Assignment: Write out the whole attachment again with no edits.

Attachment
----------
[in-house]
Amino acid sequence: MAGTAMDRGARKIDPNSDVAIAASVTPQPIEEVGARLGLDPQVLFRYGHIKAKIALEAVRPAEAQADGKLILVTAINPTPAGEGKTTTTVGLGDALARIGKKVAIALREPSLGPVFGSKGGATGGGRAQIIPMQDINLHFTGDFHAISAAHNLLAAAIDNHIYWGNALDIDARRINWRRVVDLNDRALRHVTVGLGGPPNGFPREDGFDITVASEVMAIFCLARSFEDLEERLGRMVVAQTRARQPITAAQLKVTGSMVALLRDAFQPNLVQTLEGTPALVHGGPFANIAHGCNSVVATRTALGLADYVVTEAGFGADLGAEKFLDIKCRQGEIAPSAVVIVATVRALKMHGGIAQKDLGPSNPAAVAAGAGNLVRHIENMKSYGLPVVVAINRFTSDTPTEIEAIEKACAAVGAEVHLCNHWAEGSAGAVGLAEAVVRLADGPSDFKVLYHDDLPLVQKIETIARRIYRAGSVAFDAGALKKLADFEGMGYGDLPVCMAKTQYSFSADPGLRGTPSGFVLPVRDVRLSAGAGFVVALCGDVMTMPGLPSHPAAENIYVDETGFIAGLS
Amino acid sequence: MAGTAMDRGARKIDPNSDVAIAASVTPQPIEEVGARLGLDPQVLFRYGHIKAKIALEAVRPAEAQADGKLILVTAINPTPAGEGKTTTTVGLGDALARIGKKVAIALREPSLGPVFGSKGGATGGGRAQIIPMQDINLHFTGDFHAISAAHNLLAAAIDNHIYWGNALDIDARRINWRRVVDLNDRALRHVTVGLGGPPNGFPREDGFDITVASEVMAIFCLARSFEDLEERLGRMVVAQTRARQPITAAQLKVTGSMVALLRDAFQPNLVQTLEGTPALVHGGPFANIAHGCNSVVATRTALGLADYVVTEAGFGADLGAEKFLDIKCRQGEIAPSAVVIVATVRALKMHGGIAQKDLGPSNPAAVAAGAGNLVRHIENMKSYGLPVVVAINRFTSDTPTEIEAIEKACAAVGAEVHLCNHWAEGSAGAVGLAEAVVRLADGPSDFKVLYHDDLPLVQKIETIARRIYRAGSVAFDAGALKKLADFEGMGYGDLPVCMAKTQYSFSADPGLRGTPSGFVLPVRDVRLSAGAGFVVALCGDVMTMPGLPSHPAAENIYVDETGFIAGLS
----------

[in-house]
Amino acid sequence: MAGTAMDRGARKIDPNSDVAIAASVTPQPIEEVGARLGLDPQVLFRYGHIKAKIALEAVRPAEAQADGKLILVTAINPTPAGEGKTTTTVGLGDALARIGKKVAIALREPSLGPVFGSKGGATGGGRAQIIPMQDINLHFTGDFHAISAAHNLLAAAIDNHIYWGNALDIDARRINWRRVVDLNDRALRHVTVGLGGPPNGFPREDGFDITVASEVMAIFCLARSFEDLEERLGRMVVAQTRARQPITAAQLKVTGSMVALLRDAFQPNLVQTLEGTPALVHGGPFANIAHGCNSVVATRTALGLADYVVTEAGFGADLGAEKFLDIKCRQGEIAPSAVVIVATVRALKMHGGIAQKDLGPSNPAAVAAGAGNLVRHIENMKSYGLPVVVAINRFTSDTPTEIEAIEKACAAVGAEVHLCNHWAEGSAGAVGLAEAVVRLADGPSDFKVLYHDDLPLVQKIETIARRIYRAGSVAFDAGALKKLADFEGMGYGDLPVCMAKTQYSFSADPGLRGTPSGFVLPVRDVRLSAGAGFVVALCGDVMTMPGLPSHPAAENIYVDETGFIAGLS
Amino acid sequence: MAGTAMDRGARKIDPNSDVAIAASVTPQPIEEVGARLGLDPQVLFRYGHIKAKIALEAVRPAEAQADGKLILVTAINPTPAGEGKTTTTVGLGDALARIGKKVAIALREPSLGPVFGSKGGATGGGRAQIIPMQDINLHFTGDFHAISAAHNLLAAAIDNHIYWGNALDIDARRINWRRVVDLNDRALRHVTVGLGGPPNGFPREDGFDITVASEVMAIFCLARSFEDLEERLGRMVVAQTRARQPITAAQLKVTGSMVALLRDAFQPNLVQTLEGTPALVHGGPFANIAHGCNSVVATRTALGLADYVVTEAGFGADLGAEKFLDIKCRQGEIAPSAVVIVATVRALKMHGGIAQKDLGPSNPAAVAAGAGNLVRHIENMKSYGLPVVVAINRFTSDTPTEIEAIEKACAAVGAEVHLCNHWAEGSAGAVGLAEAVVRLADGPSDFKVLYHDDLPLVQKIETIARRIYRAGSVAFDAGALKKLADFEGMGYGDLPVCMAKTQYSFSADPGLRGTPSGFVLPVRDVRLSAGAGFVVALCGDVMTMPGLPSHPAAENIYVDETGFIAGLS